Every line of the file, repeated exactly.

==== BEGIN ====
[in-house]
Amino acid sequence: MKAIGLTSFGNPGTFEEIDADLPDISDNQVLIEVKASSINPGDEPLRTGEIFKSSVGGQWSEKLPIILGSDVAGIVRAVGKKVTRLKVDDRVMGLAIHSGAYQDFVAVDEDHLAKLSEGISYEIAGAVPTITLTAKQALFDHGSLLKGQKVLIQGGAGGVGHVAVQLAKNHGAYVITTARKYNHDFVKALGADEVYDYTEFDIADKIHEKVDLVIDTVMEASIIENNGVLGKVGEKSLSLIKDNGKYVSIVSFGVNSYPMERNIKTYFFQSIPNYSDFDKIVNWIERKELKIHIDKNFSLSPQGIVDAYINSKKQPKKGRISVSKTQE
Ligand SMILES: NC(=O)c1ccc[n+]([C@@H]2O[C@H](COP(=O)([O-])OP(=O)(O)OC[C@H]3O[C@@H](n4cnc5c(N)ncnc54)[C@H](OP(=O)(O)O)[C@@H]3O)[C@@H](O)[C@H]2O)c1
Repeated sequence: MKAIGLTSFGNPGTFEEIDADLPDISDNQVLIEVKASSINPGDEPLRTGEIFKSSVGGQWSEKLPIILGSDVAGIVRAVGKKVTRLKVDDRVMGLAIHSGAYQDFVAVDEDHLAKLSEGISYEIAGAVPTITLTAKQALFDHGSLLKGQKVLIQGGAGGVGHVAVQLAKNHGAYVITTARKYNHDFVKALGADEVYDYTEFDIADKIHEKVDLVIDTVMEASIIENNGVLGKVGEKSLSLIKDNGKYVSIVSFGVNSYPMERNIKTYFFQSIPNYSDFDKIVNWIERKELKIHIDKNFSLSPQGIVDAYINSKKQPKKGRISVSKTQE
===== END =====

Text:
[in-house]
Amino acid sequence: MKAIGLTSFGNPGTFEEIDADLPDISDNQVLIEVKASSINPGDEPLRTGEIFKSSVGGQWSEKLPIILGSDVAGIVRAVGKKVTRLKVDDRVMGLAIHSGAYQDFVAVDEDHLAKLSEGISYEIAGAVPTITLTAKQALFDHGSLLKGQKVLIQGGAGGVGHVAVQLAKNHGAYVITTARKYNHDFVKALGADEVYDYTEFDIADKIHEKVDLVIDTVMEASIIENNGVLGKVGEKSLSLIKDNGKYVSIVSFGVNSYPMERNIKTYFFQSIPNYSDFDKIVNWIERKELKIHIDKNFSLSPQGIVDAYINSKKQPKKGRISVSKTQE
Ligand SMILES: NC(=O)c1ccc[n+]([C@@H]2O[C@H](COP(=O)([O-])OP(=O)(O)OC[C@H]3O[C@@H](n4cnc5c(N)ncnc54)[C@H](OP(=O)(O)O)[C@@H]3O)[C@@H](O)[C@H]2O)c1
Repeated sequence: MKAIGLTSFGNPGTFEEIDADLPDISDNQVLIEVKASSINPGDEPLRTGEIFKSSVGGQWSEKLPIILGSDVAGIVRAVGKKVTRLKVDDRVMGLAIHSGAYQDFVAVDEDHLAKLSEGISYEIAGAVPTITLTAKQALFDHGSLLKGQKVLIQGGAGGVGHVAVQLAKNHGAYVITTARKYNHDFVKALGADEVYDYTEFDIADKIHEKVDLVIDTVMEASIIENNGVLGKVGEKSLSLIKDNGKYVSIVSFGVNSYPMERNIKTYFFQSIPNYSDFDKIVNWIERKELKIHIDKNFSLSPQGIVDAYINSKKQPKKGRISVSKTQE